Oct 1, 2018

10 tips for camping in the rain.

This post is sponsored by Totes Cirrus but the content and opinions expressed here are my own.




Texans love to say, "If you don’t like the weather, wait five minutes (and it will change)." While Mark Twain originally uttered the words about New England, no more exact words have ever been said about Texas and its weather. I always joke with Non- Texans that in no other states can you see all of the wonders of the world. I live in North Texas: land of the Prairies and Lakes also known as the Blacklands. Head just a little east, and you'll find forest upon forest littered with piney woods. Head further south, and we have beaches till your heart's content. Head to the Texas Panhandle, and you'll be greeted by the most beautiful canyons you've ever seen. Head west and southwest you've entered the land of deserts, sand dunes, and mountains. Yes, Yes Texas has mountains. I could continue, but you get the point. So, if you don't like the weather, wait as it's bound to change.
In Texas, if we let the weather dictate what we did outside, we'd spend half the year shut up in the house hidin' form the unbearable heat and the random rain storms.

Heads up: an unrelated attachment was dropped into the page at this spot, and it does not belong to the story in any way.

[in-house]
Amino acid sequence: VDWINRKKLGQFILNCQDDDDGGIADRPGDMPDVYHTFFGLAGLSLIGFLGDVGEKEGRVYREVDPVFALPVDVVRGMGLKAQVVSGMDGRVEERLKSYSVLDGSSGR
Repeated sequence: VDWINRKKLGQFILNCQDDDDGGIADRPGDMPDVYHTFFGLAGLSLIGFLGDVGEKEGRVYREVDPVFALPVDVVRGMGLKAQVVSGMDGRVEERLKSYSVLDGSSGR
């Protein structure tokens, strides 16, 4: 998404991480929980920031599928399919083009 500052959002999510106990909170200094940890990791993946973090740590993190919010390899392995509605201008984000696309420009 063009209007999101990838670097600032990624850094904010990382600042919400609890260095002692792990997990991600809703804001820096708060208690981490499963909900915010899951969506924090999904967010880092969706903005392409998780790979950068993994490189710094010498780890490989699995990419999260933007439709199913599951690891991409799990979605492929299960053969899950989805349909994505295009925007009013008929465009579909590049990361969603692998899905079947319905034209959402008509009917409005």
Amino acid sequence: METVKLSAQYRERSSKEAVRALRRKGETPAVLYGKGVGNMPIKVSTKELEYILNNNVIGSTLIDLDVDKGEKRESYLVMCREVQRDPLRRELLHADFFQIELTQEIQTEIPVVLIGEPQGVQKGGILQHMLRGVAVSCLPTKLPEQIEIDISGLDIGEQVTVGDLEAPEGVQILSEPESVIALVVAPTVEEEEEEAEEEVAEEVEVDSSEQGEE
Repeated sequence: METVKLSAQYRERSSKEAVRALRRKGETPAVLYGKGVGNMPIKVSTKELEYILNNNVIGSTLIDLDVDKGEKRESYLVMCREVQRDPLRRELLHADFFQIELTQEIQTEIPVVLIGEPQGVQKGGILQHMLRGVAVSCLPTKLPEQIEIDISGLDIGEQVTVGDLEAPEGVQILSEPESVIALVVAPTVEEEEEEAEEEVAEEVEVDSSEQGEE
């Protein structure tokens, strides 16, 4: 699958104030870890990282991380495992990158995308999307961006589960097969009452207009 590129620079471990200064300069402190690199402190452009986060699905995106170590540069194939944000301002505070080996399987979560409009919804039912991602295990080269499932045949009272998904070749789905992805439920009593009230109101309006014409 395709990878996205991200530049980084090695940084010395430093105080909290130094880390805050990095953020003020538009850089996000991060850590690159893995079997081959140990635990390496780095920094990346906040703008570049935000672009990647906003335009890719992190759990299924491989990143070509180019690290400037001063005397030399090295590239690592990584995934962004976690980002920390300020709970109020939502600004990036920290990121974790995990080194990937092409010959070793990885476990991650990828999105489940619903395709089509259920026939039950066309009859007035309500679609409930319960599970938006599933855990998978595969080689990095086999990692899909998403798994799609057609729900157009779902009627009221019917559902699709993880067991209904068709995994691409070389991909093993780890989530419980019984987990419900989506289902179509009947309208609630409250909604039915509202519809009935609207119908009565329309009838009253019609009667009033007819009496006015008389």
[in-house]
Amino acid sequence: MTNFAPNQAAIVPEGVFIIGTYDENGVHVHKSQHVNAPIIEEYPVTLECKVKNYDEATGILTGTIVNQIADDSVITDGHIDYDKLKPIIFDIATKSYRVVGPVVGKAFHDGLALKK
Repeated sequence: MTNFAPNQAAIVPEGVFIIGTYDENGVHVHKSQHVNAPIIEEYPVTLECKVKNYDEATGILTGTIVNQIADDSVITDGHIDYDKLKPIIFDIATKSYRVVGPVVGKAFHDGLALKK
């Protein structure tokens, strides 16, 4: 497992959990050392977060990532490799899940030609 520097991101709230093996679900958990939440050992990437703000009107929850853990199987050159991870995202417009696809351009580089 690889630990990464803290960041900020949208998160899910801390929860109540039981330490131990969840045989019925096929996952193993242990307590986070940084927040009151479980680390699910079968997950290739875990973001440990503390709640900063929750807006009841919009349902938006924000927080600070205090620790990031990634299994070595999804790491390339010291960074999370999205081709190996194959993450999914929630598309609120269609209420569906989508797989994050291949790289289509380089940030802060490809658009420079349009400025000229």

Let's be honest: I prefer the heat. Anythin' under 80 heck under 90 and I'm bundled to the high heavens wishin' for the sun to come. But life is about learnin' to dance in the rain or so say they. Well, I think I'll camp in the rain instead.
Camping 101: 10 Tips for Camping in the Rain.

---Rain Pants
Rain pants are worn over your hikin' pants and meant to keep you dry. I am not much a fan of rain pants, so I always wear a pair of hikin' pants that are made for inclement weather but If that is not your style pack your rain pants near the outside of your pack so that they are easily accessible.


----Rain Jacket
A proper rain jack can make or break an outdoor trip quick fast and in a hurry. Outdoor experts will tell you that orange is great in inclement weather as well as fall, but Y'all know pink in my color. When lookin' for a good rain jacket, a functional hood is a must. Heat escapes your body from your head and your feet.
---Pack clothes on the outside of your pack
You should always have an extra pair of clothes when campin' and especially in the rain. Stay away from items like cotton that tend to hold in water. Opt for fabrics that are synthetic and lightweight like nylon. Wool socks are great for keepin' your feet dry and warm. When packin' your backpack pack extra close closest to the outside, so they are quickly accessible. The less you have to remove your rain cover and open your pack the better chance you stand of keepin' your items dry and have fun campin' in the rain.
---Rain cover for your backpack
If your pack is not already waterproof rain covers for your bag are the perfect way to make sure all the items inside of your pack stay dry. Find a cover that matches how many liters your pack will hold.





--- Rain shoes